I try to find global economic data on manufacturing and manufacturing jobs, but it isn’t easy. This is one of the areas I will be working on with the time I have freed up by moving to Malaysia (and taking a “sabbatical” [it isn’t really a sabbatical, I guess, just me studying and working on what I want to instead of what someone pays me to]).
I found some interesting data from the USA census bureau on manufacturing employment in several countries (it would be interesting to see the data for more countries but for now I am limited to this data). Sadly they just use indexed data (I would rather see raw data). This data for example lets you see the changes in countries but I don’t see any way to compare the absolute values between countries – all you can compare is the changes between countries.
The data is all indexed at 2002 = 100. Interestingly the USA has increased output per hour much more than any other country since 2002. The USA index stands at 146, the next highest is Sweden at 127 then the UK at 120. Italy is the only country tracked that fell since 2002, to 94. Japan (the 3rd largest manufacturer and 2nd largest of the countries include, China isn’t included) only increased to 113. Germany (4th and 3rd) increased to 111.
The data also lets you look back from 1990 to 2002 and again the USA has increased productivity very well (2nd most) – the value in 1990 was 58. Sweden actually had the largest gain from 1990-2002, rising from 49. In 1990 Japan stood at 71 and Germany 70.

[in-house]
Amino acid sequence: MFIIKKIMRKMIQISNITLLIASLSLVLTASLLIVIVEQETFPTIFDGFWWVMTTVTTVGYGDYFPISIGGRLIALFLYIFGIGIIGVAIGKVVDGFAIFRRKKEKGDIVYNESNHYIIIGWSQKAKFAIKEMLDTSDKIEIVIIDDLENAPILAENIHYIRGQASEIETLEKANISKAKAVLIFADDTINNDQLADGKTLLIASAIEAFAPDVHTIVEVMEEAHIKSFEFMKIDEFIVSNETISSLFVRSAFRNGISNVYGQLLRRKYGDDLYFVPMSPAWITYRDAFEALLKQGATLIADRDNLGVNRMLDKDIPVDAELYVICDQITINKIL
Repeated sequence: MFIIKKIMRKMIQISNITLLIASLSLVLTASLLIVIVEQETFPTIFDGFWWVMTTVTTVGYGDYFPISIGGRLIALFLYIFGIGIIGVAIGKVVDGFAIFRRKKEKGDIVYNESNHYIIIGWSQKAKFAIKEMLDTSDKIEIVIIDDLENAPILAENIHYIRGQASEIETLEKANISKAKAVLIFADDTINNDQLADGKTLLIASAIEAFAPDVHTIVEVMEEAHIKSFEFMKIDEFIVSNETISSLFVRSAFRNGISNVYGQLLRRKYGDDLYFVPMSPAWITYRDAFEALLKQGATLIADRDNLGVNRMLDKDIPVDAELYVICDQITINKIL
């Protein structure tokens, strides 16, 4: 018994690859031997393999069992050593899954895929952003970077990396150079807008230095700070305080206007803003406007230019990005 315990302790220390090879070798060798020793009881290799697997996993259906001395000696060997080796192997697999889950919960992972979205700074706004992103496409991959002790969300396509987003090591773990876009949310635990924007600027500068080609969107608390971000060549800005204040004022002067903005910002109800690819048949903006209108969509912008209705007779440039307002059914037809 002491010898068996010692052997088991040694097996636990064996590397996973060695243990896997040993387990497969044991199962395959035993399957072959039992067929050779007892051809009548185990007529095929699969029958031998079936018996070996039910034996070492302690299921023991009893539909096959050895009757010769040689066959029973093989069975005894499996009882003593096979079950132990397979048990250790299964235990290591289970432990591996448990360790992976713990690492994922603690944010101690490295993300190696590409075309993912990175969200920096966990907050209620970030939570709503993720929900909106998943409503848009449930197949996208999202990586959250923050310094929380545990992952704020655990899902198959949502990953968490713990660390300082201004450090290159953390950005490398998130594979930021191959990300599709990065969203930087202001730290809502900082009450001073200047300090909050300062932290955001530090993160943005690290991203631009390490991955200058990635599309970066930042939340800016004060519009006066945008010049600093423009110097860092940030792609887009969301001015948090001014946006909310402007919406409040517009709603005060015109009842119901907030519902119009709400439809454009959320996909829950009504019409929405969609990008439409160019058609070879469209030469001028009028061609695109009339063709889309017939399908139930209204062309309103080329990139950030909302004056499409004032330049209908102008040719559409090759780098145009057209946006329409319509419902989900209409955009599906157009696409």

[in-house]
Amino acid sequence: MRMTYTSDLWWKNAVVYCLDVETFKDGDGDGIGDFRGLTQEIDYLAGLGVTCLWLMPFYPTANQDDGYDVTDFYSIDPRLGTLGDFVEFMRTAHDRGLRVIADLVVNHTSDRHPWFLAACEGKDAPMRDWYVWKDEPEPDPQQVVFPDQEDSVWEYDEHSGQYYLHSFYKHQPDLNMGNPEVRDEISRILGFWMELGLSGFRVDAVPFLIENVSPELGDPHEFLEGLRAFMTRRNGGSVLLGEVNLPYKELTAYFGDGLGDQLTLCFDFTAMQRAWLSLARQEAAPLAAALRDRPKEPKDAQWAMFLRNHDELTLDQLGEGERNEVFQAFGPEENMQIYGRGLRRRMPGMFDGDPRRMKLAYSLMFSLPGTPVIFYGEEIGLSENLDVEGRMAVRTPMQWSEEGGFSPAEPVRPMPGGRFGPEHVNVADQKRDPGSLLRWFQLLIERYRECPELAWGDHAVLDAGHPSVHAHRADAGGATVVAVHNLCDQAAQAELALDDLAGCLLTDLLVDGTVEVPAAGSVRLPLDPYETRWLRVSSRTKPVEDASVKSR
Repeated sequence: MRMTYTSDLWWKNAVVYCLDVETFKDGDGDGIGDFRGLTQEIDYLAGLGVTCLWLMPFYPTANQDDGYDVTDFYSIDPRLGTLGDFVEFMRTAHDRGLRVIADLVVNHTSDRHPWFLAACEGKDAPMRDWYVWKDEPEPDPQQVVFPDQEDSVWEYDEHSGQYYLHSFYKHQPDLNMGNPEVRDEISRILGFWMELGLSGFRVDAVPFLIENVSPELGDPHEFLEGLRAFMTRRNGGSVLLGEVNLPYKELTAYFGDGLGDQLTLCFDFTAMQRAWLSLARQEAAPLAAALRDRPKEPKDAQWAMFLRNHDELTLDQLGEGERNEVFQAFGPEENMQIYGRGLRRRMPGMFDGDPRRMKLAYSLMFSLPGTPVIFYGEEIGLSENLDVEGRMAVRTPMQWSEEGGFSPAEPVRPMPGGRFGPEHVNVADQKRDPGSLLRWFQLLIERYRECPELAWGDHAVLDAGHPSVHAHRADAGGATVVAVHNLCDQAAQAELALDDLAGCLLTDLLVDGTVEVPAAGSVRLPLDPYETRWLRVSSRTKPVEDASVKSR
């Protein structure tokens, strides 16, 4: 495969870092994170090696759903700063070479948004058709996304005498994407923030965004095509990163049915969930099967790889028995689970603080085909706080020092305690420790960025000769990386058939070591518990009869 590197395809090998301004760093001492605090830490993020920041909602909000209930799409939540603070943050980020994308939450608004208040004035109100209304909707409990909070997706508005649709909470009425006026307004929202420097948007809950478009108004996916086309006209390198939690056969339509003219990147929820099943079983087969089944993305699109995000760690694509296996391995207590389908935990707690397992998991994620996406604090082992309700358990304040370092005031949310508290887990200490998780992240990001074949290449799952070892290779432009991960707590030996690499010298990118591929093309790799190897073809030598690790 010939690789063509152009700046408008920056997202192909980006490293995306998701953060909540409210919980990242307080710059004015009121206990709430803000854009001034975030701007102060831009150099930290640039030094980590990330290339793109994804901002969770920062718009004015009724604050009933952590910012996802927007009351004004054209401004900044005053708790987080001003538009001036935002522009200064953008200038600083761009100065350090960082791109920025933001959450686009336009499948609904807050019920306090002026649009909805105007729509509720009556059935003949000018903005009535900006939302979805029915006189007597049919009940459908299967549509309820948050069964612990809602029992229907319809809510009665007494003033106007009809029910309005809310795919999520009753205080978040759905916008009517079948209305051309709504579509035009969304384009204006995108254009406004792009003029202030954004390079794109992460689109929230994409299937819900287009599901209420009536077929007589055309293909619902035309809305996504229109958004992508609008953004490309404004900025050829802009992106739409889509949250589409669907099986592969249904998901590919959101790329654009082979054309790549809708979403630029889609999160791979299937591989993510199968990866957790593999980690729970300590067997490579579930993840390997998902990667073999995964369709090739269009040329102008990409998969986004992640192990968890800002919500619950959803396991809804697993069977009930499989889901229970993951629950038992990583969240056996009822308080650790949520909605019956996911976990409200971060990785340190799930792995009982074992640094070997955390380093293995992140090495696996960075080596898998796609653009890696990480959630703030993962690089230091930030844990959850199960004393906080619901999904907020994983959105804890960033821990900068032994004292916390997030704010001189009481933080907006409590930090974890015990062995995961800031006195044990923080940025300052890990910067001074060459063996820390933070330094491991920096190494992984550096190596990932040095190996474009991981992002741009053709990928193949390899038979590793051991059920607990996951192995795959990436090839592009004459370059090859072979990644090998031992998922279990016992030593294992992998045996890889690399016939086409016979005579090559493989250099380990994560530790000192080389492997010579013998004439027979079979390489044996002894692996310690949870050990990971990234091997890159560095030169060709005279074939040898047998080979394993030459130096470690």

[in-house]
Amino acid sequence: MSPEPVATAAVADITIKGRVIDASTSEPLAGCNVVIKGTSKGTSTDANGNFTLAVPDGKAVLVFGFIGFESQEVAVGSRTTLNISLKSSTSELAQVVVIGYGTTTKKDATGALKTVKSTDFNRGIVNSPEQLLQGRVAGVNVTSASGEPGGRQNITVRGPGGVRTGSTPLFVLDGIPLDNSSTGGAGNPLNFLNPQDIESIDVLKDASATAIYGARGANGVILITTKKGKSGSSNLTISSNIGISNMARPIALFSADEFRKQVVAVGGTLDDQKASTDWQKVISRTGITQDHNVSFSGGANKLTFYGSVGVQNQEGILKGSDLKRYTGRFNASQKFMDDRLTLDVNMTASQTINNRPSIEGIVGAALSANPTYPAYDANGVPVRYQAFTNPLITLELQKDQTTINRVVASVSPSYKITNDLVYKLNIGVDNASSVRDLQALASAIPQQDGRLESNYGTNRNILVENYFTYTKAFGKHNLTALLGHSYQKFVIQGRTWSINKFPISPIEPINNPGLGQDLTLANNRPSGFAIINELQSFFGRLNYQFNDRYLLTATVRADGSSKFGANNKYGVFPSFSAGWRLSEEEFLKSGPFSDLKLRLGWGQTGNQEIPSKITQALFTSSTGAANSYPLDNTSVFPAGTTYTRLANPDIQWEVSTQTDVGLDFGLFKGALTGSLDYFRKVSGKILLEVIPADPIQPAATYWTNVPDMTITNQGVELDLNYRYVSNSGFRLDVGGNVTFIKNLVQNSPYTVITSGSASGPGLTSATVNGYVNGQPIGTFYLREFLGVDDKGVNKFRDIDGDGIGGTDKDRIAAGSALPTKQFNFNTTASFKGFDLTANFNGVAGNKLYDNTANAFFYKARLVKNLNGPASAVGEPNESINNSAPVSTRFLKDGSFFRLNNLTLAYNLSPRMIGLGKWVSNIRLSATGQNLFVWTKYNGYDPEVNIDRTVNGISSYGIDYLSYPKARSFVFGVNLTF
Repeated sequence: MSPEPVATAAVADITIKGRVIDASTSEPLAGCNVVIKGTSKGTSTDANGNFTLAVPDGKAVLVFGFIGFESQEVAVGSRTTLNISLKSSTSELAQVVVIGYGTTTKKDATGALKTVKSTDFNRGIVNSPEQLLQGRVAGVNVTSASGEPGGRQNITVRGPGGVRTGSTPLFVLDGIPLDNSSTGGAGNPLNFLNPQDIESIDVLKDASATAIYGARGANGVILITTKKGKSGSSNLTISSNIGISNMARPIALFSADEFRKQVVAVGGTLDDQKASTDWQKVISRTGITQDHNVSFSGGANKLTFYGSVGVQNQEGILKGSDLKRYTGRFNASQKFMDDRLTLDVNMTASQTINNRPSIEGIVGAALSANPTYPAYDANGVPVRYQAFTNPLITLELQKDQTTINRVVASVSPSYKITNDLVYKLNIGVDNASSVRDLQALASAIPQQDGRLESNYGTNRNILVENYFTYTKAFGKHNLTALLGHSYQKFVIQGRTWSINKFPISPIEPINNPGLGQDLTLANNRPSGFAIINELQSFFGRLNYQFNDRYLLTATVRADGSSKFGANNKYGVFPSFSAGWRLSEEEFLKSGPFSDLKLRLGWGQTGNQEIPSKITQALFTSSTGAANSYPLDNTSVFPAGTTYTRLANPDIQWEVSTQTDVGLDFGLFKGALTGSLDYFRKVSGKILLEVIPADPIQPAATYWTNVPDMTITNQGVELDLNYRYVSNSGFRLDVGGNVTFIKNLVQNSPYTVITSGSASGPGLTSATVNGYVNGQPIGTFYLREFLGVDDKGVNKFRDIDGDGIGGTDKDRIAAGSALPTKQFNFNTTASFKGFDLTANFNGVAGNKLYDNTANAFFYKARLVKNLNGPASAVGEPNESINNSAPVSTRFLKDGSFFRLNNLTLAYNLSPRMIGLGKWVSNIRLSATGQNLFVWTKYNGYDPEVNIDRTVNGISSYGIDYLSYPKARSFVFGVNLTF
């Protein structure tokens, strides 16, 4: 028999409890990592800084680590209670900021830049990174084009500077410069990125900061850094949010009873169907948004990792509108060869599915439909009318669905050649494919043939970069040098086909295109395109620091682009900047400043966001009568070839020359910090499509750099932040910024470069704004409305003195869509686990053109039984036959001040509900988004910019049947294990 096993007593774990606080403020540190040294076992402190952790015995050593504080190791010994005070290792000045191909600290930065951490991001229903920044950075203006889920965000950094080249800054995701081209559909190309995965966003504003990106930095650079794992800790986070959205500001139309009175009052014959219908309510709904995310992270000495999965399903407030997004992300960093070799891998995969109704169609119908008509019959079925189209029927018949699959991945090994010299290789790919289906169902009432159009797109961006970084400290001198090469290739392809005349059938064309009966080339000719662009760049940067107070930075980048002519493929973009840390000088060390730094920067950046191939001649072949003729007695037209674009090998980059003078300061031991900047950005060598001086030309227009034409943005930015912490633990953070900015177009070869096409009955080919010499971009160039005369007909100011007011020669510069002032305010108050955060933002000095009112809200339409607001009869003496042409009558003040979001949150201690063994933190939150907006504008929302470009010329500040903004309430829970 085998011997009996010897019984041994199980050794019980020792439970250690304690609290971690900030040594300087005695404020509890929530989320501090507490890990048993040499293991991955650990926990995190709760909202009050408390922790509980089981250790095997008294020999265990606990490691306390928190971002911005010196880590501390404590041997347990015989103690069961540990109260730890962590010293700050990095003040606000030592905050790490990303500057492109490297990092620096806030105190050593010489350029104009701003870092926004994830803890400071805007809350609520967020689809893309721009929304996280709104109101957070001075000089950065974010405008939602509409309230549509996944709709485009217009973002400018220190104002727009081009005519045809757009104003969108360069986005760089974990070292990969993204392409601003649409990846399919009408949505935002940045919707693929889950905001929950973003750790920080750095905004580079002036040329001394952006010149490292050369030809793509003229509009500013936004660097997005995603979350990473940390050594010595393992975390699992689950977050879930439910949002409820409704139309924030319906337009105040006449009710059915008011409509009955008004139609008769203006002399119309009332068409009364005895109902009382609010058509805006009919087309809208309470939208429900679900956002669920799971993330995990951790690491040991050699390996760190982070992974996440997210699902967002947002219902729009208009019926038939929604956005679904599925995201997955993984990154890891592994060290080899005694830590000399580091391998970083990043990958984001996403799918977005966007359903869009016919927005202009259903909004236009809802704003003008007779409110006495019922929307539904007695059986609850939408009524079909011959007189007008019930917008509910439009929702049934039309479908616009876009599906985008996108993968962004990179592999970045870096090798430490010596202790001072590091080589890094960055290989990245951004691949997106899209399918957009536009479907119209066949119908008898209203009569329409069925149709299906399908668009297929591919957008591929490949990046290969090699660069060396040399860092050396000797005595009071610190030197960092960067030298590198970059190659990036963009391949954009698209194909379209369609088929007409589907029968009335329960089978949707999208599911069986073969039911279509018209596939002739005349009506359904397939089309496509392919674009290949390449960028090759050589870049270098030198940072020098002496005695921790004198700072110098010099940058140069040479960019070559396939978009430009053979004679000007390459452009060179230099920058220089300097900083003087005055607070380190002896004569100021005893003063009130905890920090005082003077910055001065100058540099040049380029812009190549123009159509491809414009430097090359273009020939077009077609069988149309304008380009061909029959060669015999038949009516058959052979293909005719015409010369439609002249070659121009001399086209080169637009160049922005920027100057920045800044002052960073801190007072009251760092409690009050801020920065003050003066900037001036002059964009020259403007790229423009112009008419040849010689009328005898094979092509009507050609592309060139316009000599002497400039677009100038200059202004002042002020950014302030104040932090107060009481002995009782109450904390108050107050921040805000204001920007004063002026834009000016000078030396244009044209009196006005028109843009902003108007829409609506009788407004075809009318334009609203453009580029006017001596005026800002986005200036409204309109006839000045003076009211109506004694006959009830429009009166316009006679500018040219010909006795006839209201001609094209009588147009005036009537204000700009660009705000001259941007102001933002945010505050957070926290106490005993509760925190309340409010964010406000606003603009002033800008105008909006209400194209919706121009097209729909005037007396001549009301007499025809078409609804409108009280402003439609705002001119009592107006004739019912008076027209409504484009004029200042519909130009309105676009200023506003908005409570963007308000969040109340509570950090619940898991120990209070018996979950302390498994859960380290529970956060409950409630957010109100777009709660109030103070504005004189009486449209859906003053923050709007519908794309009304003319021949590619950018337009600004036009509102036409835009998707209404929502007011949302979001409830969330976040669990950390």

Compensation in the countries currency is remarkably consistent across all countries from 1990-2009. Japan shows the only significant divergence in the period of 2002 – 2009 actually decreasing pay in real terms (a small amount – from 100 to 98) while the average increases to about 110. So those with jobs are seeing increases in pay above inflation (except in Japan).
Total manufacturing employment is on a steady decline everywhere, which is consistent with all the other data we have seen over the years, everywhere. Norway has barely decreased (and Canada actually grew from 1990-2002) but overall there have been significant declines across the board. The UK lost the most employment the 2002 – 2009 drop (ending at 75.4); with the USA in 2nd – dropping to 58.4; and Canada coming in 3rd dropping to 81. Italy did fairly well on the employment front from 111 in 1990 to 95 in 2009. Aggregate hours also saw large declines across the board.
Related: Manufacturing Jobs Data: USA and China 1990 to 2004 – USA Manufacturing Output Continues to Increase (over the long term) – Manufacturing Output as a Percent of GDP by Country – Manufacturing Jobs